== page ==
Birzer: Though a Pagan stoic until the early 1950s and a self-proclaimed Protestant Christian until his full conversion to Catholicism in 1964 (taking the name Augustine), Kirk read the Christian humanists of the twentieth century with great interest. He had always loved More and Erasmus, but he came to read Gabriel Marcel, Christopher Dawson, Jacques Maritain, C.S. Lewis, and, especially, T.S. Eliot, in the late 40s and early 50s. He would come to embrace Romano Guardini and Josef Pieper as well.
He found in all of these writers a personalism that answered many of his own longings. For example, after finishing his masterpiece, The Conservative Mind in 1952, Kirk came to believe that conservatism might only offer a critique of the present world, not an answer to our greatest problems and desires. Around the summer of 1953, he fully embraced the Christian humanism that would help shape Vatican II. Two of his mid-1950s works—Beyond The Dreams Of Avarice and The Intelligent Women’s Guide To Conservatism—were probably more Catholic than that written by actual Catholics at the same time. In almost every way, Kirk the non-Catholic anticipated the strongest arguments promulgated at the Second Vatican Council.
Ultimately, Kirk’s conservatism is John Paul II’s Christian humanism and Benedict’s communion.
CWR: Kirk said, “Affection for the proliferating variety and mystery of human existence, as opposed to the narrowing uniformity, egalitarianism, and utilitarian aims of most radical systems; conservatives resist what Robert Graves calls ‘Logicalism’ in society. This prejudice has been called ‘the conservatism of enjoyment’—a sense that life is worth living, according to Walter Bagehot ‘the proper source of an animated Conservatism.’” Do you think this part of conservatism has been overlooked? What are some ways that this could be emphasized?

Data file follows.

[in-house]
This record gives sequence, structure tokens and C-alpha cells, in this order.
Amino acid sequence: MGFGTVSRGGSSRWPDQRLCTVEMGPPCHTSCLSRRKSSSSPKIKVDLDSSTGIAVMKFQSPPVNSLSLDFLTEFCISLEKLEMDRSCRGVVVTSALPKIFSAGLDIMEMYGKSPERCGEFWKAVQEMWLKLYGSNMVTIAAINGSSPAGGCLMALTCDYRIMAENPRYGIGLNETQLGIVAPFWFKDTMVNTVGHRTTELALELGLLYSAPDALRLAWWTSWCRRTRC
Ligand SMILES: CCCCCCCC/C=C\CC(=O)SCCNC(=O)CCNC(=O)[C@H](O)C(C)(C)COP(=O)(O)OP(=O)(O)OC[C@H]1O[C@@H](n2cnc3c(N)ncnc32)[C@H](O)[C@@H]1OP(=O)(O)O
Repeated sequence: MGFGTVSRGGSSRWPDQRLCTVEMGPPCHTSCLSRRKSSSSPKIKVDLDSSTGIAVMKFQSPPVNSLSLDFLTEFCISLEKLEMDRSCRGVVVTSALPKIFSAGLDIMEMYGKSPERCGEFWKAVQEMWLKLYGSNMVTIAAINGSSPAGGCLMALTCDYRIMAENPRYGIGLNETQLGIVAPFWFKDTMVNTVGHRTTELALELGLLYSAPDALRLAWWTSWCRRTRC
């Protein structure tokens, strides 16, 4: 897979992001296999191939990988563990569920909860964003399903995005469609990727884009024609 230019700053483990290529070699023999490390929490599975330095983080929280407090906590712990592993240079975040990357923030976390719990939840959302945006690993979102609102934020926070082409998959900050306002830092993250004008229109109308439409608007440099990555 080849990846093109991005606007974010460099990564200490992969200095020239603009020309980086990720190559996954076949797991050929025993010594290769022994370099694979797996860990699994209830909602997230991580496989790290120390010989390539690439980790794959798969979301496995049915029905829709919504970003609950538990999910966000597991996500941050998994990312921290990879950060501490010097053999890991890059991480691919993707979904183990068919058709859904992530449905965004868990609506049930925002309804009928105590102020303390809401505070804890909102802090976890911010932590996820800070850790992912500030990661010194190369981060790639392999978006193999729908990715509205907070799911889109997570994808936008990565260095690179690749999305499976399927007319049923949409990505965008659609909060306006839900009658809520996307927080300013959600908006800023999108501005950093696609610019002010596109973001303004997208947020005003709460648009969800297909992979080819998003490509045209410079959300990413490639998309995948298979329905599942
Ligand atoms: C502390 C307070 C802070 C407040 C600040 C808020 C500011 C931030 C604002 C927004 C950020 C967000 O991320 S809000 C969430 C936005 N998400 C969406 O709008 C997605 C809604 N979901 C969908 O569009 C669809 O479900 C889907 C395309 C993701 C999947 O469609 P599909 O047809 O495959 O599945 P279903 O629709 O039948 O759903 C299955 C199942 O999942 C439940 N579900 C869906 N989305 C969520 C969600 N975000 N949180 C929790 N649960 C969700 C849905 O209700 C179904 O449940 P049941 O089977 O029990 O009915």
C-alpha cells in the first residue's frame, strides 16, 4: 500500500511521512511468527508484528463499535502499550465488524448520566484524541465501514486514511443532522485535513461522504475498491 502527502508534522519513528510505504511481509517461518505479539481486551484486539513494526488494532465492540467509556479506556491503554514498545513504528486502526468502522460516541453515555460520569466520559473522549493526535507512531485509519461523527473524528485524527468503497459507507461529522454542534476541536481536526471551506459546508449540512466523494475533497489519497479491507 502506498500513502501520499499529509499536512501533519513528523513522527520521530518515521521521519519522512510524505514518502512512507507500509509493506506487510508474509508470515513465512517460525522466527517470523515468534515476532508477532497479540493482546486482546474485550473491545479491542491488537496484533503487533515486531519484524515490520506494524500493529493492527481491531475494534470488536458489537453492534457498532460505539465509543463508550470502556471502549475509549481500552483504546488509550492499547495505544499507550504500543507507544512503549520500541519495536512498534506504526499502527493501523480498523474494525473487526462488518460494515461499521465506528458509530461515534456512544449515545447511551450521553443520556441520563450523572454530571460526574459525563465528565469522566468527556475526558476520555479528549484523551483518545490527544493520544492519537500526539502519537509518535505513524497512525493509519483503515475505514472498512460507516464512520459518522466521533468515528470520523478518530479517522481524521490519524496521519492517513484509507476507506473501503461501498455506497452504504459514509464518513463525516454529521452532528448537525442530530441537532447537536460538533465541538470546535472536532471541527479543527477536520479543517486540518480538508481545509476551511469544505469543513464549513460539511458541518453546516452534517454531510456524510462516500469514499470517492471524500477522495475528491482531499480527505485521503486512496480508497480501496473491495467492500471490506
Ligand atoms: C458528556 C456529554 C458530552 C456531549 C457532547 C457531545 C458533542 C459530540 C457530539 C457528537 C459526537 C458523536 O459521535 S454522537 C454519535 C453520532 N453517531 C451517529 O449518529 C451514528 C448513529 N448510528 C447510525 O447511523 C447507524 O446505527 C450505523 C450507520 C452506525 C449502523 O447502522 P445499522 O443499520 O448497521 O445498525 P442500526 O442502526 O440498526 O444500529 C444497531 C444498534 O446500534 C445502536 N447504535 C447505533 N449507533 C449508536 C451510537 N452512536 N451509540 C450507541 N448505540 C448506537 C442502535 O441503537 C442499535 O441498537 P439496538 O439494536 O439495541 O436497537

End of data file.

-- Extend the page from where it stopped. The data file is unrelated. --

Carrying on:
Birzer: Well, I think this question is intimately related to the previous one. Kirk held the individual human person as a unique creation loved by God. Each person, then, born in a certain place and time not of his own choosing, would never be repeated. And, yet, despite the predestined time and place of our birth (beyond our understanding), we make choices of will every single moment of our waking lives. This intersection of time and eternity in each one of us thrilled and delighted Kirk. His own understanding of history and his fiction reveal the pure joy he felt in the glory of each person. Of course, being a good Augustinian (even when he was a Pagan), Kirk also fully understood the weight of sin. Through God’s grace, we honed our excellences, encouraged the beauties in others, and did what we could to censor sin.
CWR: What do you think Russell Kirk might have thought of the political situation today, in particular with regard to the two presumptive presidential candidates?
Birzer: I think Kirk would have been appalled but not surprised by the current political climate. We’ve not had over a generation of society weened on reality shows and glittering prizes. This election is, pure and simple, about power and stuff and glitz. We are merely reaping what we have sown over the last quarter century. Who would Kirk support in this election? Hard to say, but most likely he would write a candidate in, or he might have tried to create a third party movement.
• “Russell Kirk: Catholic, Christian humanist, and old-school, American conservative” (Jan. 29, 2016) by Carl E. Olson